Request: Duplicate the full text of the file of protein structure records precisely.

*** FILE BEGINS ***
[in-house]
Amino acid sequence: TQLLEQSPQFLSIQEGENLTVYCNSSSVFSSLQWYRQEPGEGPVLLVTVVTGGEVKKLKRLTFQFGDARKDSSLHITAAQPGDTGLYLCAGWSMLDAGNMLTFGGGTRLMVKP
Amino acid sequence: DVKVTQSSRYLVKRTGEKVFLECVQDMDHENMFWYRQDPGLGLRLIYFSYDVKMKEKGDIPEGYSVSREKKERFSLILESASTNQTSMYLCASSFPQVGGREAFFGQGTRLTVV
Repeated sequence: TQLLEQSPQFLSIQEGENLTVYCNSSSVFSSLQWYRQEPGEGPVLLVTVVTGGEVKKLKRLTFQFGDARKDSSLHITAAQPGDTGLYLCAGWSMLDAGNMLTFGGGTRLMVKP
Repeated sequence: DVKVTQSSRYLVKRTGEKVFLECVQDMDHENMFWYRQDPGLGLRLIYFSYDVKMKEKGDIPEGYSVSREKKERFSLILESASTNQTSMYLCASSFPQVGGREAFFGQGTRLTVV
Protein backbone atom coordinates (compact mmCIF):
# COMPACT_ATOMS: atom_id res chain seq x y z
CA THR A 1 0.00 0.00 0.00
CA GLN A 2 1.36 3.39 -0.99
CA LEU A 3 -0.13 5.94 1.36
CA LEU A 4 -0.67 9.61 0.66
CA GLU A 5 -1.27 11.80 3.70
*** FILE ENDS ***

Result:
[in-house]
Amino acid sequence: TQLLEQSPQFLSIQEGENLTVYCNSSSVFSSLQWYRQEPGEGPVLLVTVVTGGEVKKLKRLTFQFGDARKDSSLHITAAQPGDTGLYLCAGWSMLDAGNMLTFGGGTRLMVKP
Amino acid sequence: DVKVTQSSRYLVKRTGEKVFLECVQDMDHENMFWYRQDPGLGLRLIYFSYDVKMKEKGDIPEGYSVSREKKERFSLILESASTNQTSMYLCASSFPQVGGREAFFGQGTRLTVV
Repeated sequence: TQLLEQSPQFLSIQEGENLTVYCNSSSVFSSLQWYRQEPGEGPVLLVTVVTGGEVKKLKRLTFQFGDARKDSSLHITAAQPGDTGLYLCAGWSMLDAGNMLTFGGGTRLMVKP
Repeated sequence: DVKVTQSSRYLVKRTGEKVFLECVQDMDHENMFWYRQDPGLGLRLIYFSYDVKMKEKGDIPEGYSVSREKKERFSLILESASTNQTSMYLCASSFPQVGGREAFFGQGTRLTVV
Protein backbone atom coordinates (compact mmCIF):
# COMPACT_ATOMS: atom_id res chain seq x y z
CA THR A 1 0.00 0.00 0.00
CA GLN A 2 1.36 3.39 -0.99
CA LEU A 3 -0.13 5.94 1.36
CA LEU A 4 -0.67 9.61 0.66
CA GLU A 5 -1.27 11.80 3.70